JVC Company of America is a division of JVC Americas Corp., which is a wholly owned subsidiary of Victor Company of Japan, Limited. JVC is one of the world‚??s leading developers and manufacturers of sophisticated audio, video and related software products. Building upon a wealth of technologies, exemplified by the JVC-developed VHS videocassette recorder, the Company is moving decisively to offer appropriate solutions for the multimedia age. To remain at the forefront of the audiovisual industry into the 21st century, JVC is marshalling its resources to create the ultimate in appealing, cost-competitive products.
JVC Company of America is currently marketing products in the following categories: Digital Video Camcorders, VHS-C Camcorders, Digital Still Cameras, Super VHS VCR‚??s, VHS VCR‚??s, DVD‚??s, Satellite Systems, Color Televisions, Home Audio Components and Systems, Personal Audio Systems, Mobile Entertainment Products and Recording Media. JVC is creating new business opportunities by strengthening its lineup of high-value-added products that incorporate digital technology.
JVC Professional Products Company distributes a complete line of broadcast, professional and presentation equipment, including cameras, VTRs, editing equipment, D-ILA and LCD projectors, visual presenters, monitors and computer products.
JVC Service and Engineering Company has service and parts centers across the US and is committed to serving our customers.
Throughout more than seventy-five years, the JVC brand name has been associated with the very best in entertainment, music, and sporting events. In October of 2001 the National Academy of Television Arts and Sciences presented JVC an Emmy Award for outstanding achievement in technological advancement for ‚??Pioneering Development of Consumer Camcorders.‚?Ě Annual sponsorships of the world-renown JVC Tokyo Video Festival and the JVC Jazz Festival have helped attract the attention of millions of customers.
- A digital signal is a signal that is both discrete and quantized. Its primary counterpart is an analog signal. Digital signals usually occur in electronics, but may be found in other fields of enginee. Used . ring as well.
Digital signals may be divided into two categories:
* Some are inherently both discrete and quantized (ex. the number of people who visit a certain. Used . establishment every day).
* Some describe phenomena that are actually continuous in one way or another. The signal must be discretized, quantized, or both, in order to make it digital. This "digitiz...Zone System
- A unique method introduced by photographers Ansel Adams and Fred Archer around 1940 for determining the best exposure and correct development for an individual photograph by way of analysiing the subj. Used . ects luminosities in terms of ten gray tones or ďzonesĒ labled 0 to IX or zero to nine and visualizing them as print densities. The zone system gives photographers a systematic method for ac. Used . curately identifing the relationship between the way they see the photographic subject and the results they achieve in their finished works....10-Bit DMX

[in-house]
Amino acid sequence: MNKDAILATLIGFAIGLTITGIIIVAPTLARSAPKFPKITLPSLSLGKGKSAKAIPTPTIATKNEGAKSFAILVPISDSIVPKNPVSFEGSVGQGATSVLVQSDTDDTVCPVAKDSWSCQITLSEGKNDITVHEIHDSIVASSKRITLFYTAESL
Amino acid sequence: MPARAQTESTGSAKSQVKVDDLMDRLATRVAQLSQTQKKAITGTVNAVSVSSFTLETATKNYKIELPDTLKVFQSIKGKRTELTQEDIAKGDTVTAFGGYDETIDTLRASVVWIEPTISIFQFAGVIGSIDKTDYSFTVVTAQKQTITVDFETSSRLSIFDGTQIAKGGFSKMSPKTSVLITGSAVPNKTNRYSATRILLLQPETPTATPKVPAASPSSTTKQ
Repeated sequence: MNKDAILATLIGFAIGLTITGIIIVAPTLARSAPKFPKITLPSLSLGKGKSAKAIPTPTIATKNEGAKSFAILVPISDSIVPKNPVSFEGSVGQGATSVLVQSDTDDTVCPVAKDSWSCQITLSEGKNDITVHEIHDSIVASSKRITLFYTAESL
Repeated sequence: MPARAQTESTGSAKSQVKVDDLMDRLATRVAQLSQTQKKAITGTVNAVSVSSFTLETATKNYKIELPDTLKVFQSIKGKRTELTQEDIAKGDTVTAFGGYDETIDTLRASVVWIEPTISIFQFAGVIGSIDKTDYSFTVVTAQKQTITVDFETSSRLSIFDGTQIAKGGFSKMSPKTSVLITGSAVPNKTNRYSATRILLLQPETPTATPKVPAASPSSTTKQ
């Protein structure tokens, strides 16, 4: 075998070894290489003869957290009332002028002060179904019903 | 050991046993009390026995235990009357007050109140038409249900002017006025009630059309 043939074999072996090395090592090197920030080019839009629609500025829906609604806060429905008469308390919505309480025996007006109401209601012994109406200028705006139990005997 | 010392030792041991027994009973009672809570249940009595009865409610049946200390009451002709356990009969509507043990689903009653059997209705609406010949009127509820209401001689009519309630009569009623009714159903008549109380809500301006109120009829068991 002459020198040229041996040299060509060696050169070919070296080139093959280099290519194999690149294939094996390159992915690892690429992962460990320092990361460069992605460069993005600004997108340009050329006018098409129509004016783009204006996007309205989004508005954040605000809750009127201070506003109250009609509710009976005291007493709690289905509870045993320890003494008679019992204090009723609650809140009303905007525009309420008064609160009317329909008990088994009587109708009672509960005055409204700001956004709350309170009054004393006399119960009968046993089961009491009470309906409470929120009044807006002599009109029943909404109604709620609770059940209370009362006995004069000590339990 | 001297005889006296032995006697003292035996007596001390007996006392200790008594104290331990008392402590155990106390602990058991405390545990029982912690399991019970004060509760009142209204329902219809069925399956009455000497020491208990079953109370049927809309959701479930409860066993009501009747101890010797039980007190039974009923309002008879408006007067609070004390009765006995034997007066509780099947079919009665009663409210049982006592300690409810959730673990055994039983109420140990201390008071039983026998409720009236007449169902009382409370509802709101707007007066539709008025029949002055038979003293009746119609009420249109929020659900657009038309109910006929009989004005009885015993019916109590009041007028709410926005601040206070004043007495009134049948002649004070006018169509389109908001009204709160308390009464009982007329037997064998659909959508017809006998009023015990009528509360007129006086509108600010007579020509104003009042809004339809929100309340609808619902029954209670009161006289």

- A value or parameter using two DMX channels for control.. Used . . Used . ...Watt
- An international system for the measurement of the amount of power used by a device, usually electrical in nature, equal to one joule per second or one ampere of current flowing at one volt. The watt. Used . is named after James Watt for his contributions to the development of the steam engine and in turn its contribution to electrical power.. Used . ...Auxiliary Output
- A seperate line level output from a sound console that is to be used for foldback or monitoring that does not use up another main output. Each in channel has a path to the Auxiliary bus. It is also . Used . useful to send a signal to a separate effects processor.
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Used Video Cameras
Professional video cameras are advanced video cameras used in the creation of moving electronic images. Although they are primarily associated with TV studios, there usage has advanced beyond this, and they are now employed for making educational videos, corporate videos, music videos etc, etc,.
Video cameras for professional use come in two styles: fixed and portable. The fixed video cameras are usually attached to studio pedestals and do not have the same capabilities for recording as that of a standard camcorder, as instead the captured images are transferred directly to another device. A portable professional video camera meanwhile, is able to record images. These video cameras are significantly larger than consumer grade video cameras, and have to be carried on the cameraperson‚??s shoulder.
Video cameras for professional use the same standard recording technology ‚?? an optical prism behind the lens which separates the colors it picks up into primary colors, and directs them to an active pixel sensor or charge-couple device. The signal picked up by these sensors is then amplified and encoded into a signal that both monitor outputs and the viewfinder can read.
ENG (Electronic News Gathering) video cameras are the most commonly used in producing videos, although EFP (Electronic Field Production) video cameras are sometimes preferred for outdoor use. Both of these professional video camera types are designed to be carried on the shoulder, although a tripod can be used when more stability is required.